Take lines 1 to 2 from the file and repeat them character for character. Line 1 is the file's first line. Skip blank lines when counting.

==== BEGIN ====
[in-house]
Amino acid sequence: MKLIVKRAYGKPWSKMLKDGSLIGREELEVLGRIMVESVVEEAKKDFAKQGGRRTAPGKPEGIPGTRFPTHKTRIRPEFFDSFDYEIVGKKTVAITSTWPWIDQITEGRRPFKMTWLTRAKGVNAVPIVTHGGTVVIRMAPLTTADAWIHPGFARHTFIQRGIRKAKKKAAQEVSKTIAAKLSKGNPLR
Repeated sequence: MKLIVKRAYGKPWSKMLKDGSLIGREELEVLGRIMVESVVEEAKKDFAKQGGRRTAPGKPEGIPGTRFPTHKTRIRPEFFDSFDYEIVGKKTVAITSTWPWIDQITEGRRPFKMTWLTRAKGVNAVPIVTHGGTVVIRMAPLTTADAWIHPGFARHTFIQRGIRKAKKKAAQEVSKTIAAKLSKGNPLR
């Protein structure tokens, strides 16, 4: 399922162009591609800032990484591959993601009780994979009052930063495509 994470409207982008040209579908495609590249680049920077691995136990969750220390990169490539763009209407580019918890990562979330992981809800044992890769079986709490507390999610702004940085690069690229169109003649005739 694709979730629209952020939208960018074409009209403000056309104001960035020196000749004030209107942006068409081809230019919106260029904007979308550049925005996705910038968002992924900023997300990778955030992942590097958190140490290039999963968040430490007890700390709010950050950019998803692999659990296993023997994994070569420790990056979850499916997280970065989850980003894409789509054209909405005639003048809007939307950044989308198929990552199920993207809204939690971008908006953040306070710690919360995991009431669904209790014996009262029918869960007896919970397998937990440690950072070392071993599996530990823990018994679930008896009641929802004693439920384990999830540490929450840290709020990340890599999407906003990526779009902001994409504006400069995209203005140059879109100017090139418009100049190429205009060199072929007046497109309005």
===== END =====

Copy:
[in-house]
Amino acid sequence: MKLIVKRAYGKPWSKMLKDGSLIGREELEVLGRIMVESVVEEAKKDFAKQGGRRTAPGKPEGIPGTRFPTHKTRIRPEFFDSFDYEIVGKKTVAITSTWPWIDQITEGRRPFKMTWLTRAKGVNAVPIVTHGGTVVIRMAPLTTADAWIHPGFARHTFIQRGIRKAKKKAAQEVSKTIAAKLSKGNPLR